Since the launch of our 2015 research strategy, A Cure Can’t Wait, we’ve invested £35.6m in research to find more effective, kinder brain tumour treatments. We won’t stop until we find a cur
We also provide vital support for those affected, including parents, carers and young adults, so that no-one has to feel alone following a diagnosis.
We have two strategic goals: to double brain tumour survival and halve the harm caused by the disease.
With Syncona’s support, we’re moving further and faster
Syncona’s funding has helped to drive some of our key projects including:
- The creation of our groundbreaking databank, BRIAN (the Brain TumouR Information and Analysis Network). BRIAN will enable everyone affected by a brain tumour to share information about their diagnosis and treatment, pooling global knowledge to improve understanding of brain tumours and accelerate research
- The establishment of the Tessa Jowell BRAIN-MATRIX, our pioneering clinical trial which aims to increase dramatically the number of patients diagnosed with glioma (the most common type of adult brain tumour) who are offered access to innovative treatments following surgery
- Our specialist support and information services for young adults diagnosed with a brain tumour. We’ve already held ten young adult meet-ups around the UK with the same number again planned in 2019/20. We’ve developed video resources, blogs and a Facebook support group for young adults aged 16-30 (see Laura’s story)
- HeadSmart, our campaign to raise awareness of brain tumour symptoms in children and young people. Since its launch, the average paediatric brain tumour diagnosis time in the UK has fallen by more than half to 6.5 weeks: we want to bring that down even further to four weeks.
“Without the Brain Tumour Charity, I would be a shell of the person I am today.”
Laura Nuttall, 19, was just weeks into a university degree course in October 2018 when she began to experience headaches and nausea. A scan revealed the devastating news that she had glioblastoma – a highly aggressive and incurable brain tumour.
Laura said: “It’s hard to keep a positive attitude when you feel isolated and like you don’t fit in with society any more. I reluctantly attended a meet-up organised by The Brain Tumour Charity for young adults affected by a brain tumour that my parents encouraged me to go to. Suddenly I was in a crowd that knew the effects of chemo, what a tonic-clonic seizure was and which bio-oil was best to use on craniotomy scars. I began to open up and share my experiences and feelings with people who completely understood what I had gone through, giving me not just friends but a support base too. Both my family and I will never forget The Brain Tumour Charity’s help and how they kept us afloat while we were drowning in our new circumstance. Without the Brain Tumour Charity, I would be a shell of the person I am today. Without the Brain Tumour Charity, my family wouldn’t feel comforted by the support provided.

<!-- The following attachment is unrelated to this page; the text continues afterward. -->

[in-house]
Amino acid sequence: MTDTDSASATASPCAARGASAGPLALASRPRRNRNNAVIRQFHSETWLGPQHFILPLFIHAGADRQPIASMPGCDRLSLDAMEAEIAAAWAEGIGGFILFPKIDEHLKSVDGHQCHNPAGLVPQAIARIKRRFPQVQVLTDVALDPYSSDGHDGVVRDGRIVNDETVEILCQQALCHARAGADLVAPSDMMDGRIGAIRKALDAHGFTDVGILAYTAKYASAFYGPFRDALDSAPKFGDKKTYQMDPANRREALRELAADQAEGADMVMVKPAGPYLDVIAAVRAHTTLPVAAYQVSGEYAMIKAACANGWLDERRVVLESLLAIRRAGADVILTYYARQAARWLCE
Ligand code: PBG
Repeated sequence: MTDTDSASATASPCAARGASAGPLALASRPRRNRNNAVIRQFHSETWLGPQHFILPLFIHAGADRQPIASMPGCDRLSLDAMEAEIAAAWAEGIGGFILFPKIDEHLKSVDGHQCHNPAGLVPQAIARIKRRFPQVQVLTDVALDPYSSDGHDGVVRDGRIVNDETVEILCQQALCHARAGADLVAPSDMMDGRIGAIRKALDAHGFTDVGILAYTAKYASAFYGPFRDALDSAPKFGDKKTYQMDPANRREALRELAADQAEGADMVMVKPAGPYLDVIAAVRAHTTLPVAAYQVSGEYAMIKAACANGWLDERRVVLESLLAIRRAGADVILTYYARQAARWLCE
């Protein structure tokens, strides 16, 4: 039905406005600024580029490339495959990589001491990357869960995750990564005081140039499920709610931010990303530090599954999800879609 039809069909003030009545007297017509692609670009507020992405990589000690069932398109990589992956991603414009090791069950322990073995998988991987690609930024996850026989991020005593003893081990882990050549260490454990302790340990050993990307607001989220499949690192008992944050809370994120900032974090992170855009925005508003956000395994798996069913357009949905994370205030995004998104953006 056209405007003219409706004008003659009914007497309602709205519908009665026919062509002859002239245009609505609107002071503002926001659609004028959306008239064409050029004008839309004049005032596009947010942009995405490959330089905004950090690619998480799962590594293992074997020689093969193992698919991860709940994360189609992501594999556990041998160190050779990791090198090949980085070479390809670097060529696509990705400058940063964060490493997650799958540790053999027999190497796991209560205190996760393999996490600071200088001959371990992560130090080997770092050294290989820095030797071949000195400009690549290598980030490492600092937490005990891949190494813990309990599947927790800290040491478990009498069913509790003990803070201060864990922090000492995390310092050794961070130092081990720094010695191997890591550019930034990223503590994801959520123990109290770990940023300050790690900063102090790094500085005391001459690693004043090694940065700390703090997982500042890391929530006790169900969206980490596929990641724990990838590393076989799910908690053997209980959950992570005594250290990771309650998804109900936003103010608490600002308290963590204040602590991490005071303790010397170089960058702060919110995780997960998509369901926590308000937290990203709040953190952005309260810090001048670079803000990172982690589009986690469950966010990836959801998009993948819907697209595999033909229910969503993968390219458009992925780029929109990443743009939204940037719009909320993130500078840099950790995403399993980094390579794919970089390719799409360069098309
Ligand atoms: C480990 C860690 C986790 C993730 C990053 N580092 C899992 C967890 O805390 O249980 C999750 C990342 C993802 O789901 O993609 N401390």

And, speaking on behalf of all my friends who have also used the services of the Brain Tumour Charity, our lives wouldn’t be the same as they are today.”
- At least 87,933 children and adults are estimated to be living with a brain tumour in the UK
- 14 people in the UK die from a brain tumour every day
- High-grade brain tumours have the worst 5 year survival rates of all cancers
- 60% of people diagnosed with a high-grade brain tumour will die within one year and just 19% of people will survive for five years or more
- Brain tumours kill more children than any other form of cancer in the UK